How To Structure Your Memoir (third and final in the pandemic series: stay at home and write your memoir )
When the pandemic started, I wrote about using stay-at-home time to work on your memoir, and then followed up with a column on the basics of organizing your shimmering images—your vivid memories.With back-to-school mentally kicking in (even if back-to-school is unfamiliar), it’s time to find the heart of your story and structure your memoir.
You probabaly have a lot of memories written down. But they don’t make a story until they’re connected. So, how do you get from remembering and writing to a structured memoir?
You say to yourself: “I’m going to write about the summer I was 12,” or “I’m going to write about those three years I lived with my grandmother,” or “my experience as a newly single mom helping my son pay for that horribly expensive art school,” or “that year I traveled the South in my cranky old van.”
Whatever it is, it needs to be a tight subset of your whole life. You can’t write about your whole life in a memoir. (That’s an autobiography, and it’s a different form.)
So, go through your shimmering images and pull out all the ones that pivot around the time period you’ve chosen, heap them into one file, and stash away the rest—they are for another memoir, for another time.
Repeat: Put away all the other shimmering images!
As you work with this winnowed chunk of life, more memories will jump up—some joyous, some the color of dirt. They are all important, especially the ones that come roaring back. They are the poles upon which you hang the story line. They will lead you to the heart of your story.
Heart of the story is always something ephemeral, some idea or notion larger than the details of daily living. It’s a concept, like:
• the summer I was 12—discovery
• those three years I lived with my grandmother—patience, or acceptance
• as a newly single mom helping my son pay for that horribly expensive art school—discipline, or fear, or perseverance, or faith
• the year I traveled the South in my old van—trust
Your work now is to name the essence of that time.
How do you do that?
By reading the shimmering images you’ve written; writing new ones; feeling your way back and looking at the past with the eyes of now. What did you end up learning? What were you seeking? What did you find? Was it a time of discovery, or patience, acceptance, discipline, fear, perseverance, faith. Trust? Or . . . ?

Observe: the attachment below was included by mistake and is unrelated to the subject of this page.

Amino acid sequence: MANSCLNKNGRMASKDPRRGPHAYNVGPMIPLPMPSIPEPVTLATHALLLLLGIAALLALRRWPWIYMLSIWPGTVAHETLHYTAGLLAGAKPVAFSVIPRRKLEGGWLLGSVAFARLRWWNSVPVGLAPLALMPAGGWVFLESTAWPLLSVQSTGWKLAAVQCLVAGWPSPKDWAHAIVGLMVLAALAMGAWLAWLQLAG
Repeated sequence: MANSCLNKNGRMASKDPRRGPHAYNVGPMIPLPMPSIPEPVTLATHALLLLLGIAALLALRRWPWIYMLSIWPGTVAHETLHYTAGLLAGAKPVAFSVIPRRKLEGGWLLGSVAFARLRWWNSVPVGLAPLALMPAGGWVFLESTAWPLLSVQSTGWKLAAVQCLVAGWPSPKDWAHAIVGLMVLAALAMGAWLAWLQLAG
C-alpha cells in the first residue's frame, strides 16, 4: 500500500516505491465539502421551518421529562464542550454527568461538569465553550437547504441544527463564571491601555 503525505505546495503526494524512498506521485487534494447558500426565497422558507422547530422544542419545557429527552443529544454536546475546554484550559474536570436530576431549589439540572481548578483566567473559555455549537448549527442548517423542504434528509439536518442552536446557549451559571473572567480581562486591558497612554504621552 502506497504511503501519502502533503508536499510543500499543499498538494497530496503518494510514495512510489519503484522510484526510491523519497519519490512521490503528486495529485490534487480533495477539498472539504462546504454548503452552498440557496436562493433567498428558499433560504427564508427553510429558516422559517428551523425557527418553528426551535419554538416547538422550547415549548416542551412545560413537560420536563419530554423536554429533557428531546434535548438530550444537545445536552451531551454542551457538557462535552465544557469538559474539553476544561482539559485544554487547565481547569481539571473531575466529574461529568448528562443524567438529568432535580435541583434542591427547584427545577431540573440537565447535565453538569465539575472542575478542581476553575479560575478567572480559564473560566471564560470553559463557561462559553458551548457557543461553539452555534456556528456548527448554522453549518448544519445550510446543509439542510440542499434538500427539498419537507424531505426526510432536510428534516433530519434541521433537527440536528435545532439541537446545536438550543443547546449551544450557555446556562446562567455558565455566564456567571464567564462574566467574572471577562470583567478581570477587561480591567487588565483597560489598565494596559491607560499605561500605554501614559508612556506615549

These are the human experience, and once you land on the big issue that rattled those days, you’ll have a lodestar to guide you through your story.
It’s a wholistic process: checking out what you’ve written, writing new stuff, trying out concept words to see if they capture your heart. Back and forth you go: memories and concepts, memories and feelings, writing, saving, writing, dumping. It’s a time of great trust in yourself, because you can’t get to an outline for your memoir until you figure out what your memories are illuminating. Writing a memoir is not just about the events; it’s about what they mean.
I know this is an untidy process, but writing is untidy, and vexing, especially when writing about your life, which you are still living and still figuring out.
But bottom line, follow these steps:
1) write a bunch of shimmering images, just to explore
2) after awhile stop writing broadly and choose a narrow period of your life that feels full of juice
3) put all the other shimmering images—that aren’t from that slim period in time—into a SAVE file and leave them alone
4) focus on the designated time period and let more shimmering images rise. Write them. Ask yourself what they mean. Get back to your feelings. What did that period in your life teach you? What did you have to accept, or overcome?
5) give that lesson a name: humility, courage, unconditional love
6) line up chronologically, in a new word processing file, all the shimmering images you’ve written that fit your time period, no matter how clunky they are sitting next to each other
Now, get to work crafting your memoir: rewrite those first-draft shimmering images making sure each one, in some way, leans into the concept you’ve named.
Let your narrator muse about what you struggled with, what you were pushed to confront.
Write connecting passages to link the shimmering images, fill in gaps, add new insights, throw out what no longer fits, and always allow the heart to guide the story.